Les Bird, author of Along the Southern Boundary, published by Blacksmith Books. © Provided by South China Morning Post Les Bird, author of Along the Southern Boundary, published by Blacksmith Books.

"There were 10 things to do all at the same time. There were the guys who were ashore, who were able-bodied, people in the water, people hanging off the ladder, terrified and dropping in and couldn't swim," says Bird, a patrol boat commander who in 1981 was concurrently given operational responsibility for Marine South Division - the waters to the south of Hong Kong that include the southern territorial boundary.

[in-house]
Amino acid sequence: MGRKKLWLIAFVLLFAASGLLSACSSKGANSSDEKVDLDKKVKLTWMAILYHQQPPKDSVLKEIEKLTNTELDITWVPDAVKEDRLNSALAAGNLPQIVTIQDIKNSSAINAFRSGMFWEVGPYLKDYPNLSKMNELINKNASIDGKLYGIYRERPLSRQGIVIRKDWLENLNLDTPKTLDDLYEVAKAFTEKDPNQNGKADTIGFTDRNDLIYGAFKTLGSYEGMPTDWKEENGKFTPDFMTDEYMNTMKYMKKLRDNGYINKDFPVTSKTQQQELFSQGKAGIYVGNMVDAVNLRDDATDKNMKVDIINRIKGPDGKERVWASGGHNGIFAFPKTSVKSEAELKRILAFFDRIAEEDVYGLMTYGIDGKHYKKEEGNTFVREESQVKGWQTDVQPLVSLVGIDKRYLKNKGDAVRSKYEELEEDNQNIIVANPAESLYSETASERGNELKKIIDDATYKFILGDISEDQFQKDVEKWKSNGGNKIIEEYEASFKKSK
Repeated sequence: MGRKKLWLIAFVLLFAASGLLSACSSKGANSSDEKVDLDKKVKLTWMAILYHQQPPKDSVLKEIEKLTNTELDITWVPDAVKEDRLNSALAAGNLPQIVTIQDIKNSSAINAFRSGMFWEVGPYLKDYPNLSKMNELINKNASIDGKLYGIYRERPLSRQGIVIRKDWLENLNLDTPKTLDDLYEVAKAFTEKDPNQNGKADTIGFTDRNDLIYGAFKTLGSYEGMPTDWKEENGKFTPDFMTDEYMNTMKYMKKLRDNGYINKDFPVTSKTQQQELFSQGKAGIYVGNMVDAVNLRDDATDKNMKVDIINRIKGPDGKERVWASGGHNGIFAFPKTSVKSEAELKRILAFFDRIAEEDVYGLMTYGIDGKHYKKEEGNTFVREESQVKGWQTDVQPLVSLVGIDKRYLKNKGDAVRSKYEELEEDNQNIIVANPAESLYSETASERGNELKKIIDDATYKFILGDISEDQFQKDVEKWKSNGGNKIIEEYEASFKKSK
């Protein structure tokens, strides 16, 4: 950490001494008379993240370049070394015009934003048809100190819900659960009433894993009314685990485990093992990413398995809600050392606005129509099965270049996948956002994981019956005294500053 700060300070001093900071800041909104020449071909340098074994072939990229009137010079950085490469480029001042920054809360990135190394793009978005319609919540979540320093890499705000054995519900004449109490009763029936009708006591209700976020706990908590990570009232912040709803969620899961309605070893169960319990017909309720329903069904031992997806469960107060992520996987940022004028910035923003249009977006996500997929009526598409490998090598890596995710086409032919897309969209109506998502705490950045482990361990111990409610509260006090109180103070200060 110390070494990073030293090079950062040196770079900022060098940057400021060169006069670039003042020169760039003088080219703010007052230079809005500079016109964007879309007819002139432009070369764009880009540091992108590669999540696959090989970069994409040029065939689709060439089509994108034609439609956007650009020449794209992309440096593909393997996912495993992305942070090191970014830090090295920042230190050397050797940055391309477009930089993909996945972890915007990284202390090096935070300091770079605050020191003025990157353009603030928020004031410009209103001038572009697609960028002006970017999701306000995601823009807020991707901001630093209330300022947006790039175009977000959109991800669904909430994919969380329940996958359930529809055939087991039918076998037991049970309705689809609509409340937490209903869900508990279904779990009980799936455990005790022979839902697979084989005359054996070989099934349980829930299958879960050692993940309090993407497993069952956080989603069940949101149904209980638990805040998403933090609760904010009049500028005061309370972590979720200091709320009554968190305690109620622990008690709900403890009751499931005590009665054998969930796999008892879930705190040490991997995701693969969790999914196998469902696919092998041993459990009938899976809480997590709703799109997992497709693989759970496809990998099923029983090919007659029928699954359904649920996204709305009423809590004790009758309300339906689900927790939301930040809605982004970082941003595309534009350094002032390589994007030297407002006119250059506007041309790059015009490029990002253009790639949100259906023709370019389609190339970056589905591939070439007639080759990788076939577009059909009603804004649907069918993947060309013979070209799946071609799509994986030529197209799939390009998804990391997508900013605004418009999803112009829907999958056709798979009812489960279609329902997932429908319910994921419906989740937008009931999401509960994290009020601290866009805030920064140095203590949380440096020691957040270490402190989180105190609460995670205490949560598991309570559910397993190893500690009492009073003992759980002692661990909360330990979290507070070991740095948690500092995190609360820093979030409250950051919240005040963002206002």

"You had a choice - you stayed on the ship that was tilting and going to go under or you jumped, and you couldn't swim."

Why this former policeman is seeking a baby he saved in 1980

Dang, who had married just a week before leaving Vietnam, was placed in a camp in Kai Tak, East Kowloon. After six months, he and his wife, Yen Dang, were accepted as refugees by the Americans and were resettled in Santa Monica, California, where they have lived since.

He read Bird's memoir, A Small Band of Men, soon after its publication, in 2019, and emailed him, beginning a pen-pal correspondence.

Bird used old photographs to help jog his memory for his memoir - which his wife, May Anne, had suggested he write - but only two images were used, on the front and back covers. The photographs came out again when he gave a talk at the 2020 Hong Kong International Literary Festival and publisher Pete Spurrier suggested he tell the stories behind the photos.

The cover of Bird's new book. © Provided by South China Morning Post The cover of Bird's new book.